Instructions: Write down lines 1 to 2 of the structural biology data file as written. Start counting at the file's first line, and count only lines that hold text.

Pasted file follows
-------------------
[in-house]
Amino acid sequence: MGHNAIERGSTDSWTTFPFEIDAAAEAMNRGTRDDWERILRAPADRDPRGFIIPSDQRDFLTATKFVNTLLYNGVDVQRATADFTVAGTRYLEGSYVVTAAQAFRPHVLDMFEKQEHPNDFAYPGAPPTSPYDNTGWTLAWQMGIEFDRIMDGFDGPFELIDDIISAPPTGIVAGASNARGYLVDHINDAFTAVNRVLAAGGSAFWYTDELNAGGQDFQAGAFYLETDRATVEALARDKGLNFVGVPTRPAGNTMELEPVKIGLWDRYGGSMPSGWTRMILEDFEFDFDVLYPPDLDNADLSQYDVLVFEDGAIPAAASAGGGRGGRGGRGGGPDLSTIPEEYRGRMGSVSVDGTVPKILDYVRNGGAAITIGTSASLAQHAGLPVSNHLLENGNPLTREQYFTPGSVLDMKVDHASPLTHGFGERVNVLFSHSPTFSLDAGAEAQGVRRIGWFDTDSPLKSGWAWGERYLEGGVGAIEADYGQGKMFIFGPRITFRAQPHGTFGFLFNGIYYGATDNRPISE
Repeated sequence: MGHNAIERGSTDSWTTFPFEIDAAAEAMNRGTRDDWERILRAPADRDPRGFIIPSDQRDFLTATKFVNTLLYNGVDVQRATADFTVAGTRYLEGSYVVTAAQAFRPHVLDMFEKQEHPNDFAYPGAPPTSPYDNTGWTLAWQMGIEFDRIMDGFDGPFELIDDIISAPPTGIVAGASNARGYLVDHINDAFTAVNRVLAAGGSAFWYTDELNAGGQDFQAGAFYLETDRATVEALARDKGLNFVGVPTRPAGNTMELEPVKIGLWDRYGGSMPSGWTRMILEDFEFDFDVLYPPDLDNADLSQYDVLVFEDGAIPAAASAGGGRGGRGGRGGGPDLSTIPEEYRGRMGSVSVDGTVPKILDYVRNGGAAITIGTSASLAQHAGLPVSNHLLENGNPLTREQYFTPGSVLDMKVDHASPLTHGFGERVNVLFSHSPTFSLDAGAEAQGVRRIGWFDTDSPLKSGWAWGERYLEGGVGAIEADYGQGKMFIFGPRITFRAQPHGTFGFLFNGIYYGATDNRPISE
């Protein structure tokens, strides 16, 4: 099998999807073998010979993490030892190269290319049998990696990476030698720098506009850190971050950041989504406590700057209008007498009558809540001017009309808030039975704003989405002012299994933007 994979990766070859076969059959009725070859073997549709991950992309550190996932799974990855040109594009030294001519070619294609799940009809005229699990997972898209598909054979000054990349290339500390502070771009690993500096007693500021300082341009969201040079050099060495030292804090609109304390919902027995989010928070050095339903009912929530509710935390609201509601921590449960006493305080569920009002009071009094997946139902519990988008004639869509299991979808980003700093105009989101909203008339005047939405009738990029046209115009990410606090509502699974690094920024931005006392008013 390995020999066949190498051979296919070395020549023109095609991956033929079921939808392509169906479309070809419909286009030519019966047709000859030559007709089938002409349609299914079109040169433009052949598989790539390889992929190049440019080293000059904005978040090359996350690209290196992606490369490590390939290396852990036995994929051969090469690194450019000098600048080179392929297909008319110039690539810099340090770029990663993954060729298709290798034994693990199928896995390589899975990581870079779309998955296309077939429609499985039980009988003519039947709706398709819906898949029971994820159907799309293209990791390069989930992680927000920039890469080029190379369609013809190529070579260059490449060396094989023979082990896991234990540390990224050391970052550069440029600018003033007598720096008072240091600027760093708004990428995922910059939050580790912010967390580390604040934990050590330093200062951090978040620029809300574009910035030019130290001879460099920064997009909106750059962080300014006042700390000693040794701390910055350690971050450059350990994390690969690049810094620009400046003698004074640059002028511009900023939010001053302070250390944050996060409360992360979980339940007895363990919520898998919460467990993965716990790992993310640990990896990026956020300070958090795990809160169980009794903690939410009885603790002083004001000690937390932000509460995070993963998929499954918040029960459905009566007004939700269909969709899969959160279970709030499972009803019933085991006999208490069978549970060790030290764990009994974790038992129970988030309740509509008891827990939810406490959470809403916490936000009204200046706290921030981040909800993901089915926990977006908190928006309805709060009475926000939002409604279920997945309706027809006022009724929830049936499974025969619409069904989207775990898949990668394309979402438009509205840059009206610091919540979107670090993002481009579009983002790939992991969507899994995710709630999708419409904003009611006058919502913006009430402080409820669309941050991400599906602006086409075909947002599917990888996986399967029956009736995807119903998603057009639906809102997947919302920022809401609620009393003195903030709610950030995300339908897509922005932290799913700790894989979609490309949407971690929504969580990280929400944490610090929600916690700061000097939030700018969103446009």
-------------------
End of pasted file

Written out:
[in-house]
Amino acid sequence: MGHNAIERGSTDSWTTFPFEIDAAAEAMNRGTRDDWERILRAPADRDPRGFIIPSDQRDFLTATKFVNTLLYNGVDVQRATADFTVAGTRYLEGSYVVTAAQAFRPHVLDMFEKQEHPNDFAYPGAPPTSPYDNTGWTLAWQMGIEFDRIMDGFDGPFELIDDIISAPPTGIVAGASNARGYLVDHINDAFTAVNRVLAAGGSAFWYTDELNAGGQDFQAGAFYLETDRATVEALARDKGLNFVGVPTRPAGNTMELEPVKIGLWDRYGGSMPSGWTRMILEDFEFDFDVLYPPDLDNADLSQYDVLVFEDGAIPAAASAGGGRGGRGGRGGGPDLSTIPEEYRGRMGSVSVDGTVPKILDYVRNGGAAITIGTSASLAQHAGLPVSNHLLENGNPLTREQYFTPGSVLDMKVDHASPLTHGFGERVNVLFSHSPTFSLDAGAEAQGVRRIGWFDTDSPLKSGWAWGERYLEGGVGAIEADYGQGKMFIFGPRITFRAQPHGTFGFLFNGIYYGATDNRPISE